by Dave Kranzler, Investment Research Dynamics:
“The latest University of Michigan consumer confidence report noted that its index tracking those who think it’s a good time to buy a home has fallen by a hefty eight points in the past two months even as mortgage rates have dropped.” – Danielle DiMartino Booth, “The Fed Can’t Help Housing Or Autos At This Point”
I’m not the only analyst who has concluded that lower rates likely will not re-stimulate housing market activity. As I’ve argued in my Short Seller’s Journal, the “pool” of potential homebuyers who can qualify for a mortgage has greatly diminished. In fact, mortgage delinquencies are rising because many who stretched to buy a home in the past several years are struggling with the all-in cost of home ownership. Stagnant wages and the rising cost of necessities are largely the culprits.
“Despite lower mortgage rates, home prices remain somewhat high relative to incomes, which is particularly challenging for entry-level buyers.” – NAHB Chief Economist Robert Dietz. That quote accompanied the NAHB’s release of its Housing Market Index, which used to be called the Homebuilder Sentiment Index because it’s a “how do you feel?” survey.
The Housing Market index fell to an index level of 64 in June from 66 in May. Wall St’s finest were looking for a consensus 67. All three sub-indices declined: current sales conditions, buyer traffic and expectations for the next six months. Buyer traffic has been below 50 for two months in a row. This is despite more than a 1% decline in the average rate on a 30-year fixed rate mortgage during the last 7 months.
At the end of the day, it doesn’t really matter how homebuilders “feel” about the sales environment now or in six months, declining foot traffic translates into decline sales volume. The quote above reinforces my theory that the “pool” of potential homebuyers, especially first-time buyers, who can qualify for a mortgage and afford the monthly cost of home ownership is drying up. Lower interest expense somewhat offsets high prices relative to income. However, the general cost of home ownership other than debt service is rising beyond the spending budgets of many potential home owners.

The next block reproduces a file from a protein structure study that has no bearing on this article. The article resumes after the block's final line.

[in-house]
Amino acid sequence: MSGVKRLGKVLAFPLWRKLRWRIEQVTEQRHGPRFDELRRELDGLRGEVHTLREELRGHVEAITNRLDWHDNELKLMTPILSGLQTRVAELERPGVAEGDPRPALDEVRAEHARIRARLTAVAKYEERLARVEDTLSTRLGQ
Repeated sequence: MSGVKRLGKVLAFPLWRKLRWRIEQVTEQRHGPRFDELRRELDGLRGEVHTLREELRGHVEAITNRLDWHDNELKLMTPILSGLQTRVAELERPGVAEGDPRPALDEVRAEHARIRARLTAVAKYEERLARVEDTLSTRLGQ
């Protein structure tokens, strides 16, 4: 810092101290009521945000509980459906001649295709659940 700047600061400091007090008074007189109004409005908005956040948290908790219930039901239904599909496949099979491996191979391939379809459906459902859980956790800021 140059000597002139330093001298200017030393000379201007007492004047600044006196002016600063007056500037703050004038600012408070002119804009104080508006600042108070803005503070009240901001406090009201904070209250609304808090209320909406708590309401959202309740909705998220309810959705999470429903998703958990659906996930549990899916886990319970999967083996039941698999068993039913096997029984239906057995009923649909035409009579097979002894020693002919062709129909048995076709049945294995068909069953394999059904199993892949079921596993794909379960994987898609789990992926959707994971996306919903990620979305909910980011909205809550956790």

Quant-oriented perma-bulls, like Josh Steiner at Hedge Eye, understand the extent to which easy credit has fueled the housing market since 2010. You can’t necessarily call it a “housing bull market” because the until sales level is not even remotely close to the previous peak in 2005. New single family home sales peaked at a seasonally adjusted annualized rate of 1.39 million in July 2005. The current SAAR is 673,000.
Furthermore, the Government “pulled forward” future demand when it began to lower the bar to qualify for a FNM/FRE mortgage. The demand pool Steiner probably imagines is out there for starter homes has mostly already bought OR can’t qualify. This is why that huge drop in the 10yr has not stimulated housing sales.
The rate on a 30yr fixed mortgage has dropped over 100 basis points since November, yet housing sales have been declining. It would be interesting to know to what extent home sales would have have declined over the last few months if rates had not fallen over 1% in 7 months. Just look at the big gap down in mortgage purchase applications reported this week despite a 10yr yield that has fallen relentlessly.
It doesn’t really matter what the Fed does today with the Fed Funds rate policy decision. To be sure, if the FOMC postures toward take rates to zero if necessary it might juice the stock market temporarily. But it won’t take long for brains to take over from the algos and interpret the message that would be transmitted by the FOMC as extraordinarily bearish.